Increasing U.S. wetlands by 10% would double nitrogen removal, study finds

Wetlands help to protect against environmental problems such as algal blooms, fish kills and coastal hypoxia. Pictured is the riparian wetland in the boreal forest taiga of Yukon. Photo credit: PiLensPhoto, Adobe Stock.

New computer modeling analysis suggests that prioritizing wetland restoration close to heavily farmed areas may remove up to 40 times more nitrogen than the current approach to wetlands management, which focuses only on achieving “no net loss” of wetland area.

Researchers examined detailed National Wetland Inventory data and nitrogen loads from fertilizer on farm fields throughout the U.S. The model simulations performed by the University of Waterloo in Ontario  and the University of Illinois Chicago suggest that a spatially targeted increase in U.S. wetland area by 10% (or 5.1 million hectares) would double wetland nitrogen removal.

The researchers calculated, for instance, that 868 kilotons of nitrogen from the Mississippi River basin are annually dumped into the Gulf of Mexico. Without wetlands, they estimated the nitrogen load would increase more than 50% to about 1,300 kilotons a year.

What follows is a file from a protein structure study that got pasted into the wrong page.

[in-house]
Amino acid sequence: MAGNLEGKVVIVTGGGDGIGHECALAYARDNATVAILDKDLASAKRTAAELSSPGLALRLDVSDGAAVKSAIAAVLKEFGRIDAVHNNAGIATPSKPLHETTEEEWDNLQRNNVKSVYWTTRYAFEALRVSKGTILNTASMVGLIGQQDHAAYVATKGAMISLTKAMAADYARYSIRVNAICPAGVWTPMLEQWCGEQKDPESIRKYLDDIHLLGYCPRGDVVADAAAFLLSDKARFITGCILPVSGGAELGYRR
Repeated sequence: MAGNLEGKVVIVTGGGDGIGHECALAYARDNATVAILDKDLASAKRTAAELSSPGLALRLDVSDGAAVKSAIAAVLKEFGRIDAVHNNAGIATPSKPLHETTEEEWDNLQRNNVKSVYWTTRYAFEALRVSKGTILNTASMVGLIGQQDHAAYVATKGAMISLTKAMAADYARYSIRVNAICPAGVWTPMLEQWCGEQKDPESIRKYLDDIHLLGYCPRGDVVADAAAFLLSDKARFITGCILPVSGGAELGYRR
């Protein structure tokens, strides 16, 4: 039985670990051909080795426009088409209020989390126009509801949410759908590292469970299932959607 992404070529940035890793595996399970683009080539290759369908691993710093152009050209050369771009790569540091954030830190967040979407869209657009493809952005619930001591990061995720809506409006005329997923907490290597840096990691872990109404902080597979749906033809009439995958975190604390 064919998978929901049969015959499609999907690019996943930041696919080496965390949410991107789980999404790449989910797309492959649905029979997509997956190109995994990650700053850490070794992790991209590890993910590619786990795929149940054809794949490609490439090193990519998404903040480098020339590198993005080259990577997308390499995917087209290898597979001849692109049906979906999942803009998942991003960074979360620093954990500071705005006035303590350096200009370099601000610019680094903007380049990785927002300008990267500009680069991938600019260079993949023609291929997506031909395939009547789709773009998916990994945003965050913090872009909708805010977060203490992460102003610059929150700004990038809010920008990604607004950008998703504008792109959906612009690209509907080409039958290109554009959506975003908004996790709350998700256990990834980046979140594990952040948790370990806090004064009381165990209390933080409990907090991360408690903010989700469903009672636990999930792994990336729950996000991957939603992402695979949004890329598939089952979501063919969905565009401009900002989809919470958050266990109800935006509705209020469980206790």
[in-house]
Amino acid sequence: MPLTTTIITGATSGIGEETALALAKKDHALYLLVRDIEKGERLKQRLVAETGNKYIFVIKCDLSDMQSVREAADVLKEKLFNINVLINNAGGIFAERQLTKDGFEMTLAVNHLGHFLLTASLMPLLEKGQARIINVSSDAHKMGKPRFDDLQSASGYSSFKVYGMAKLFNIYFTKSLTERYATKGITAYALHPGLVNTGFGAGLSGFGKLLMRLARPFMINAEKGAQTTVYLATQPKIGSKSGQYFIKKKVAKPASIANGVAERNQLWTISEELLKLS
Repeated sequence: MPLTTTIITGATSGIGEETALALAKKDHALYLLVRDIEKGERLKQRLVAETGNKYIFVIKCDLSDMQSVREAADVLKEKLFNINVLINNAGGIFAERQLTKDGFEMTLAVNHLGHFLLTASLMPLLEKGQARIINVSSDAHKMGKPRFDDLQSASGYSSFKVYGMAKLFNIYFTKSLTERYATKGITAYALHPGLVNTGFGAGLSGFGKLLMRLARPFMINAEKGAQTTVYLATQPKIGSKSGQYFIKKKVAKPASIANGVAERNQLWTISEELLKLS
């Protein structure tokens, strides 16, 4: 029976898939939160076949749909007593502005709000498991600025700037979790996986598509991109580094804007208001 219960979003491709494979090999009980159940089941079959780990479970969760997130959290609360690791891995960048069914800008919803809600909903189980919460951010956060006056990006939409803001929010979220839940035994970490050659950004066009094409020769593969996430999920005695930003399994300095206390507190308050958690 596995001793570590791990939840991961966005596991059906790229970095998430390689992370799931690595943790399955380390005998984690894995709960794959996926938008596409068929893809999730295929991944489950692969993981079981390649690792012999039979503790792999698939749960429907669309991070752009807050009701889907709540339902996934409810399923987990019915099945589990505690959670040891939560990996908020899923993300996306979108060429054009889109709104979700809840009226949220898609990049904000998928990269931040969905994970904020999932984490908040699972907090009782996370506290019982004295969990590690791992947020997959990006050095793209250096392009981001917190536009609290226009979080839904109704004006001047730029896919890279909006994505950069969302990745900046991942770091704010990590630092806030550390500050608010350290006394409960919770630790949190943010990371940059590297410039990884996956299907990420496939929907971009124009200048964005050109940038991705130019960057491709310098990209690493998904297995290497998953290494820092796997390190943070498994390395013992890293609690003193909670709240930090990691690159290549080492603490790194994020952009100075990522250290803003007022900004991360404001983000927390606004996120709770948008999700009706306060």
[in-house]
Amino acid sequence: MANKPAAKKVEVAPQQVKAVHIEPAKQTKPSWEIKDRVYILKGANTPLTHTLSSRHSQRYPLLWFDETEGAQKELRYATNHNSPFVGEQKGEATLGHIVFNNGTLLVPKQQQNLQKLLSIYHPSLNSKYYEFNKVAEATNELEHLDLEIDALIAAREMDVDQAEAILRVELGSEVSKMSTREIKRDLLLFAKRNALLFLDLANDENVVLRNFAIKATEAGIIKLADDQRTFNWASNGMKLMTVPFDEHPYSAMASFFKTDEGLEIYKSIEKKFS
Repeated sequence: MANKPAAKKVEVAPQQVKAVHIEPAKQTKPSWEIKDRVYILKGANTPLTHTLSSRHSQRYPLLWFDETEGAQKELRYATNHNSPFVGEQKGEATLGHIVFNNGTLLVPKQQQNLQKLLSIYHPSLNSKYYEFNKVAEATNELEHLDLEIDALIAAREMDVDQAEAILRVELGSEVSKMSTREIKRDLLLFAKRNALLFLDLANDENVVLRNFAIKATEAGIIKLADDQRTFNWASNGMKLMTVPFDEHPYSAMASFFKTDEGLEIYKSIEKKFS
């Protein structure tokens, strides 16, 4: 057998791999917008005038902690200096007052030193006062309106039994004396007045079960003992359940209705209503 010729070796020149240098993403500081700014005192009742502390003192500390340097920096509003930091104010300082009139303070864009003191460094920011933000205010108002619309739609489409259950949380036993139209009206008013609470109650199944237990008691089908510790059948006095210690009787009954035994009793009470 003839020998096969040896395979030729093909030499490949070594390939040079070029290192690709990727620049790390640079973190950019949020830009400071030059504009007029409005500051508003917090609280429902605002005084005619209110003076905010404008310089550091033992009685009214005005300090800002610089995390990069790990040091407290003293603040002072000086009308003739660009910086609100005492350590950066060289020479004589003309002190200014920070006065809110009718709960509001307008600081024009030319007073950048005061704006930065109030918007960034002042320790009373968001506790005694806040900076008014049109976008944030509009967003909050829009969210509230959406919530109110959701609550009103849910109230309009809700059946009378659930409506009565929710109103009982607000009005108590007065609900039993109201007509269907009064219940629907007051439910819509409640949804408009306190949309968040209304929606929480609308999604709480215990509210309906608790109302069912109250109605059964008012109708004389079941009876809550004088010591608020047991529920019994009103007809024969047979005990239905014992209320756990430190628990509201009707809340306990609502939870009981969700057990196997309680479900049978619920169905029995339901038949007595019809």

Wetlands help to protect against environmental problems such as algal blooms, fish kills and coastal hypoxia.

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“In a warming climate, it is expected that hypoxic zones will grow larger and persist for longer periods, making it of even greater importance to decrease export of excess nutrients from intensively managed landscapes to coastal waters,” the study states.

The researchers also found that wetland restoration in high nitrogen surplus areas has a “strong potential to maximize water quality benefits.”

The cost of the proposed initiative for refocusing wetlands management is estimated at $3.3 billion a year, an amount the researchers describe as feasible given current government spending levels. That is twice the estimated cost of a non-targeted approach and would also require the removal of 2% of total cropland area.

“You get much more bang for your buck if wetland preservation and restoration are targeted,” study co-author and Water Institute member Nandita Basu, told the University of Waterloo. “From a policy perspective, it is dramatically more effective and efficient,” she added.

The study used a recently developed dataset of landscape nitrogen surplus values calculated at a five-kilometre grid scale for the contiguous U.S. to estimate spatially varying inputs to more than 30 million wetlands.

Waterloo engineering PhD student and Collaborative Water Program graduate Danyka Byrnes also contributed to the wetlands study.

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